Skip Header

Self-employed and no pension?

Ed Monk

Ed Monk - Fidelity Personal Investing

Self-employment means the flexibility to work the hours you choose, to escape morning commutes and office politics.

Self-employed and no pension?

Young people, in particular, see self-employment as the preferable way to work. In recent research that we conducted - The Modern Life Moments Report - it was highlighted that working habits are changing, and with a greater shift across all industries towards self-employment. Some 4.8m are now self-employed, compared to 3m in the 1990s, and trends show this is set to keep increasing.

The average age of making the leap to self-employment is 42, and it is important to note that the clear majority of those who work for themselves are doing it because they choose to, not because they are forced into it because of a poor job market.

This greater freedom is to be celebrated, but it does mean those working for themselves have a greater responsibility for their own financial futures.

This came home to me on a recent day of filming, when we were working with a video production crew. Media work often involves teams of self-employed individuals coming together for a particular job. Between takes, one of the cameramen asked how he could kick-start his pension saving. It was clear that he was well aware of the need to save, and confessed to feeling increasingly concerned that he was not putting anything aside for his retirement, but was unsure where to start - and whether he had left things too late to be able to make a difference.

Here’s what people in that position need to know to get their retirement saving on track.

It’s not too late!

Even people with nothing saved after many years in work can make a huge difference to their retirement income. For example, if you’re 40 years old with nothing in a pension, you still have 25 years or more to save and let investment returns grow.

But it is crucial to start saving, even if the amounts you put aside feel insignificant. You can set up a Self-invested Personal Pension, or SIPP, and contribute as little as £40 a month. That might not be enough to give you the retirement you want, but from that starting point you can accelerate your saving.

It might not cost as much as you think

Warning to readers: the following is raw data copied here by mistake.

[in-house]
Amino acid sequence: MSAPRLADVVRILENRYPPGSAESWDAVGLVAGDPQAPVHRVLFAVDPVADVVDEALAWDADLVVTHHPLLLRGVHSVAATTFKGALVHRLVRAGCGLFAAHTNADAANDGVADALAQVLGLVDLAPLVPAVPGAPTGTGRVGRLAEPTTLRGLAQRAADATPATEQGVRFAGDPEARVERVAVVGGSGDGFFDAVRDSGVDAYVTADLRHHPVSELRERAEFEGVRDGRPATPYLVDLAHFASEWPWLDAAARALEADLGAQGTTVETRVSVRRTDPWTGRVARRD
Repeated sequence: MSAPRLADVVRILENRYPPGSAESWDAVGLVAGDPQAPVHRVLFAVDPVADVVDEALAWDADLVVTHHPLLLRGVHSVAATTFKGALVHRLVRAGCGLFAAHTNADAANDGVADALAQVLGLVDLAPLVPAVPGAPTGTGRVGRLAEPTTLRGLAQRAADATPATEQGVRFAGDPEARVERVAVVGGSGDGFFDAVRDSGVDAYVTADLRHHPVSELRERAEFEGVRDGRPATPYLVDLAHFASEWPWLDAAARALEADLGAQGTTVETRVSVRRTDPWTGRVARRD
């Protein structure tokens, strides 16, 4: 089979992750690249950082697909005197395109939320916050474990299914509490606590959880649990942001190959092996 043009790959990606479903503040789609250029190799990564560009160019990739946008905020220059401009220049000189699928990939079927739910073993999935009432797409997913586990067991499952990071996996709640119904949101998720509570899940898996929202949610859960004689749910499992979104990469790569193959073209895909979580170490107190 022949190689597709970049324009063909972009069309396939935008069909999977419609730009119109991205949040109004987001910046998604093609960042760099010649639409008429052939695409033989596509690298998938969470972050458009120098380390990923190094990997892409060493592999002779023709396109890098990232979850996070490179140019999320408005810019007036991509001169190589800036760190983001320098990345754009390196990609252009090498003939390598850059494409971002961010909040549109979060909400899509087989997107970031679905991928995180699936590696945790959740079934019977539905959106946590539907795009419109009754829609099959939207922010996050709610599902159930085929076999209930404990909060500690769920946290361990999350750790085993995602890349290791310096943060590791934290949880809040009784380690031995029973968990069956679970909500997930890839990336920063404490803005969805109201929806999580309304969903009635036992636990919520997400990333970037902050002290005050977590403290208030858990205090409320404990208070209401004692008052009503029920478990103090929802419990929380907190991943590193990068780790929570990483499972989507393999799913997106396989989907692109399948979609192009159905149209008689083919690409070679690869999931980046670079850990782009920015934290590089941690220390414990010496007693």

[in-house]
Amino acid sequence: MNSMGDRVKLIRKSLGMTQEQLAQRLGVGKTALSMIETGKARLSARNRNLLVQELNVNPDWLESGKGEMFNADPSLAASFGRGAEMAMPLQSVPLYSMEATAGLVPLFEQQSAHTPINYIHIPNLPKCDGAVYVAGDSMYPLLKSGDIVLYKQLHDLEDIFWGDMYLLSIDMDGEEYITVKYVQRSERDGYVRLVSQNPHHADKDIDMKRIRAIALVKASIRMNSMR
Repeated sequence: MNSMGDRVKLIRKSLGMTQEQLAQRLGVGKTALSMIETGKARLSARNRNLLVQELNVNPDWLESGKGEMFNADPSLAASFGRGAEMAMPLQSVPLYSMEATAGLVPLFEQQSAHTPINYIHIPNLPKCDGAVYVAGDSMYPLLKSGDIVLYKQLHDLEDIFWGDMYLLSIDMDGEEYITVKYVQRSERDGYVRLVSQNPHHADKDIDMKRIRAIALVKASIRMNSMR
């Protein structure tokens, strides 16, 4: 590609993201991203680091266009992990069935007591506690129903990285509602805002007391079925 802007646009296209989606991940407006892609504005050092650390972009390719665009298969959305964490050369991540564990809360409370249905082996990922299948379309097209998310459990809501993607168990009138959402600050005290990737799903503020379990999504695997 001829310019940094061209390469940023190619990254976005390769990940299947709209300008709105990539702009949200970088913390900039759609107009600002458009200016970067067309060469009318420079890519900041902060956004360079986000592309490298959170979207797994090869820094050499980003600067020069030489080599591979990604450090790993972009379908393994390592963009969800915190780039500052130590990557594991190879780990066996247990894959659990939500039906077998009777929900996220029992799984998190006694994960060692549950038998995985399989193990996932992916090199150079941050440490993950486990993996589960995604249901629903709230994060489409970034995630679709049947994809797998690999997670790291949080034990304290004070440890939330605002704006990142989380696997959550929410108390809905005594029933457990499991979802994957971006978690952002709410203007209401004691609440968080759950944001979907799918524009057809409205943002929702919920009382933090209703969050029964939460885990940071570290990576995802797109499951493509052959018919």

Saving into a pension means you have to forgo money that you could otherwise keep and spend, but tax relief on pension contributions means the sacrifice may be less than you think. To pay in a total of £1,000 to your SIPP, you would only need to contribute £800, and the government would pay the other £200. If you pay income tax at above the basic rate, you can claim even more tax relief through your tax return or by writing to HMRC.

Don’t be daunted by investment choices

When you save into a SIPP you will need to elect how your money is invested. There are literally thousands of choices you could make - but you can make things simple for yourself.

There are options that allow you to invest in a well-balanced portfolio of investments that will then be corrected for you as time goes on. Pathfinder is a range of Fidelity funds which are based on risk ratings. You pick a level of risk you feel happy with and the rest is done for you. Alternatively, the Select 50 Balanced Fund is one single fund which splits your money between several funds from our Select 50 list that have been hand-picked by our investment experts and managed to provide a smooth investment journey.

Keep an eye on your targets

Once you have a SIPP set up, with a regular contribution being made and investments chosen, you can focus on building your pot of money. Fidelity Personal Investing has a range of retirement calculators that allow you to work out how much you’ll need in retirement, and see how much ground you’re making up.

At first, it can seem like your target is a long way off but, once you know what you’ll need, you’ll be encouraged to increase your saving and accelerate your progress.

More on pensions

Important Information The value of investments and the income from them can go down as well as up so you may get back less than you invest. Investors should note that the views expressed may no longer be current and may have already been acted upon. Tax treatment depends on individual circumstances and all tax rules may change in the future. Withdrawals from a pension product will not be possible until you reach age 55. This information is not a personal recommendation for any particular investment. If you are unsure about the suitability of an investment you should speak to an authorised financial adviser.

Latest insights

The ‘SG’ in ESG: why it matters

It’s not all about the environment


Daniel Lane

Daniel Lane

Fidelity Personal Investing

BoE’s Carney looks the odd man out

The Bank’s warning about rate rises looks hollow


Ed Monk

Ed Monk

Fidelity Personal Investing

Behave yourself

Tackling emotional investing is paramount


Daniel Lane

Daniel Lane

Fidelity Personal Investing